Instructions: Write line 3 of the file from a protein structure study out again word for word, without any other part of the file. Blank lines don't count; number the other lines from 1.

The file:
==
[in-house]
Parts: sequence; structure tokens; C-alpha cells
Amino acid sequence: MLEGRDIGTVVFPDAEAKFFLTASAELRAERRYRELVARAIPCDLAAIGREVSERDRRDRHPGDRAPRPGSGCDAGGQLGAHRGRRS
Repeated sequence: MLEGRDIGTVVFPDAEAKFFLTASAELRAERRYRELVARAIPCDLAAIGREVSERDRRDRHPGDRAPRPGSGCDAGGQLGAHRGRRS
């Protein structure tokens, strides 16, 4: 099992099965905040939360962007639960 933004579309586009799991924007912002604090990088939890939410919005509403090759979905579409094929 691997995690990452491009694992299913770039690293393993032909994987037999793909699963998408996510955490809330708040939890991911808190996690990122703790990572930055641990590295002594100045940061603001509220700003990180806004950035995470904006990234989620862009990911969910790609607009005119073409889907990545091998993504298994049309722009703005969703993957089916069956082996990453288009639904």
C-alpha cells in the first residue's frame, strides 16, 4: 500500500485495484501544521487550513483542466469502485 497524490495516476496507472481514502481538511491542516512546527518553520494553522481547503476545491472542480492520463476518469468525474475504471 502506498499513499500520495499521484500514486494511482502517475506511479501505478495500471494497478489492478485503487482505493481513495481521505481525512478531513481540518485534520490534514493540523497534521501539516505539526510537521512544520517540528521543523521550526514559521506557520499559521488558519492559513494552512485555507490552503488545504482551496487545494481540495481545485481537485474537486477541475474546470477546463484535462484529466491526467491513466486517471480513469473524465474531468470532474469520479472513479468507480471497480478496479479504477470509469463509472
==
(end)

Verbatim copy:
Amino acid sequence: MLEGRDIGTVVFPDAEAKFFLTASAELRAERRYRELVARAIPCDLAAIGREVSERDRRDRHPGDRAPRPGSGCDAGGQLGAHRGRRS